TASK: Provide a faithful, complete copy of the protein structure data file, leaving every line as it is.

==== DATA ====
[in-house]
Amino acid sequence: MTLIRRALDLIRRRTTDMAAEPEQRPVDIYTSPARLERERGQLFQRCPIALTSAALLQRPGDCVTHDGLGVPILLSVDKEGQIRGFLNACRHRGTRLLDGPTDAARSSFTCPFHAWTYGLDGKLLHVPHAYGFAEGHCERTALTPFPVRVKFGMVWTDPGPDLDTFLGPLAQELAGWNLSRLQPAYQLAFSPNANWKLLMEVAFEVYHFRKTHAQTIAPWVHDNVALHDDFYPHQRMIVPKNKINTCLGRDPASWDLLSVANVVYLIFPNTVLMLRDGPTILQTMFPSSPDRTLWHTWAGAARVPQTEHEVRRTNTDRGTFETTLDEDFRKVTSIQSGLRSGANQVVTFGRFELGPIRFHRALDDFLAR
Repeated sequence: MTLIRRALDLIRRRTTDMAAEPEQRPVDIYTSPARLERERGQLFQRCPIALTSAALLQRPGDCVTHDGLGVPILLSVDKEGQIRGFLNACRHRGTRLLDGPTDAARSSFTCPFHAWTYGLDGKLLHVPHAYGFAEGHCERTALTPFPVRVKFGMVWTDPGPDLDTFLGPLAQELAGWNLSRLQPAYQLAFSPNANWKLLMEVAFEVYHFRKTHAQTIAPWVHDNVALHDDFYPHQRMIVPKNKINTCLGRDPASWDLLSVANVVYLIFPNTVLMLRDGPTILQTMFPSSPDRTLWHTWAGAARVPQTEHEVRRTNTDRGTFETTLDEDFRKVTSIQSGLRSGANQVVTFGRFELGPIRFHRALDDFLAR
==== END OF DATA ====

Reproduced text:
[in-house]
Amino acid sequence: MTLIRRALDLIRRRTTDMAAEPEQRPVDIYTSPARLERERGQLFQRCPIALTSAALLQRPGDCVTHDGLGVPILLSVDKEGQIRGFLNACRHRGTRLLDGPTDAARSSFTCPFHAWTYGLDGKLLHVPHAYGFAEGHCERTALTPFPVRVKFGMVWTDPGPDLDTFLGPLAQELAGWNLSRLQPAYQLAFSPNANWKLLMEVAFEVYHFRKTHAQTIAPWVHDNVALHDDFYPHQRMIVPKNKINTCLGRDPASWDLLSVANVVYLIFPNTVLMLRDGPTILQTMFPSSPDRTLWHTWAGAARVPQTEHEVRRTNTDRGTFETTLDEDFRKVTSIQSGLRSGANQVVTFGRFELGPIRFHRALDDFLAR
Repeated sequence: MTLIRRALDLIRRRTTDMAAEPEQRPVDIYTSPARLERERGQLFQRCPIALTSAALLQRPGDCVTHDGLGVPILLSVDKEGQIRGFLNACRHRGTRLLDGPTDAARSSFTCPFHAWTYGLDGKLLHVPHAYGFAEGHCERTALTPFPVRVKFGMVWTDPGPDLDTFLGPLAQELAGWNLSRLQPAYQLAFSPNANWKLLMEVAFEVYHFRKTHAQTIAPWVHDNVALHDDFYPHQRMIVPKNKINTCLGRDPASWDLLSVANVVYLIFPNTVLMLRDGPTILQTMFPSSPDRTLWHTWAGAARVPQTEHEVRRTNTDRGTFETTLDEDFRKVTSIQSGLRSGANQVVTFGRFELGPIRFHRALDDFLAR